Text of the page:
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Judicial Artificial Intelligence

Judicial Artificial Intelligence
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As has been shown, technologies have permeated all areas of everyday life, including law, many leading authors to question traditional roles and the challenges that artificial intelligence applications impose on the profession.

In 1938, the automatic calculating machine was used in the House of Representatives of the State of Ohio. This was one of the first times technology was used in the legal environment. However, it has not been extensively studied until the American jurist Loevinger published his study in 1949 on 'Jurimetrics', in which the concept of Jurimetrics was created as a reference to the application of automation to contribute to the rationalisation of law, raising the possibility of foreseeing legal decisions on empirically based calculations. Later in 1961, the American Association of American Law Schools Jurimetrics Committee on Scientific Investigation of Legal Problems put out a report saying that in the field of jurimetrics, they were most interested in things like using machines to analyse the quantitative parts of legal decisions. Therefore, it's clear that the idea of using technology to help judges make decisions was already being thought about at that time. It is worth noting that in 2018, professors at the University of Southern California and Stanford Law School published research revealing that artificial intelligence is more accurate than lawyers when it comes to contract review. In India, the Supreme Court of India has set up an Artificial Intelligence Committee in 2022 to look into how AI can be used in the legal domain.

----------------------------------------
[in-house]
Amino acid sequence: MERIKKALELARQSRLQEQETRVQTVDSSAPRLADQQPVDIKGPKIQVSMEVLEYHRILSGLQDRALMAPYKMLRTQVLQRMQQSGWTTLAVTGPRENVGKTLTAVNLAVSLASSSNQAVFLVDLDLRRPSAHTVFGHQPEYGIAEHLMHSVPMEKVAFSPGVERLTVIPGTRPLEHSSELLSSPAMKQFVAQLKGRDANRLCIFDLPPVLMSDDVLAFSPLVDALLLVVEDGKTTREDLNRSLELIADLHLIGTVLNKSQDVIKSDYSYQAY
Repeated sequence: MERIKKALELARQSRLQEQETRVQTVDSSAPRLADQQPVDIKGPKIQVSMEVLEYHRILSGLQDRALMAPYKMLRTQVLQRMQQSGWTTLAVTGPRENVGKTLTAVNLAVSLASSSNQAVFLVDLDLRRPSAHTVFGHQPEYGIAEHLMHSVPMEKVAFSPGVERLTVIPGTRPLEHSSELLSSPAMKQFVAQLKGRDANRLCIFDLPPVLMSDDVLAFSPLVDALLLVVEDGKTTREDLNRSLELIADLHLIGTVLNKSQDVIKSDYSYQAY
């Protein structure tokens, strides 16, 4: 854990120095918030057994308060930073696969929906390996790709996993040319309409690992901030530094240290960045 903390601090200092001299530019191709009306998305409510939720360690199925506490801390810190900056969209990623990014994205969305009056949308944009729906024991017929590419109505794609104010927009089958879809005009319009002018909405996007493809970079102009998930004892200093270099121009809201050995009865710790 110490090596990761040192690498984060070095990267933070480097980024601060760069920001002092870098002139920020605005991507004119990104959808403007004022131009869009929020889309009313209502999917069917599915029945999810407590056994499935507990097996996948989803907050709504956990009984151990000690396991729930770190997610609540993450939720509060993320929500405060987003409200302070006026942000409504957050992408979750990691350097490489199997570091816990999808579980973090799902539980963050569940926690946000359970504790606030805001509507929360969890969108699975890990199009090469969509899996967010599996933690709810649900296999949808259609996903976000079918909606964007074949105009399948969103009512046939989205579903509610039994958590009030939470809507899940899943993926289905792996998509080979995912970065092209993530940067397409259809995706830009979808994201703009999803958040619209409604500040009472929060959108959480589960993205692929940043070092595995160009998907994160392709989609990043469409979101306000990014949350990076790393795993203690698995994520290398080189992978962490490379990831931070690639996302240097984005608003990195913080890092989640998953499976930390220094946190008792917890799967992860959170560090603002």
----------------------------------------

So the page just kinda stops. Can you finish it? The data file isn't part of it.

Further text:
Taking into account of this background, currently, what is understood under the term artificial intelligence refers to a large number of advanced techniques for the mathematical processing of data based on the idea of automation, such as deep learning or artificial neural networks, can be highlighted for the specific case. The latter are techniques based on the biological structure of the human brain, seeking to adapt and reproduce some of its capacities, such as the mental process that judicial operators, such as judges, go through when making a decision. Thus, the application of artificial intelligence in the field of judicial decisions is often referred to as 'Judicial Artificial Intelligence.'

In order to analyse the legal problems that may arise as a result of the application of artificial intelligence in judicial decisions, it is necessary to understand at a general level how these tools work. The first thing is that they work under the concept of predictive analytics, where behavioural patterns are provided. It is a tool based on the analysis of singular big data, which is used to try to predict future decisions based on the systematic study of decisions already produced.

These mechanisms are based on predictive algorithms implemented to carry out actions or recommendations, starting from an existing set of data, based on patterns and probabilities. The entire context and programming is carried out by human beings, who, by virtue of the information they adapt and the algorithms they generate to relate the variables, determine the predictive behaviour of the machine in its entirety. In this way, from a group of data, patterns and relationships between variables are determined to establish a prediction regarding a certain future behaviour.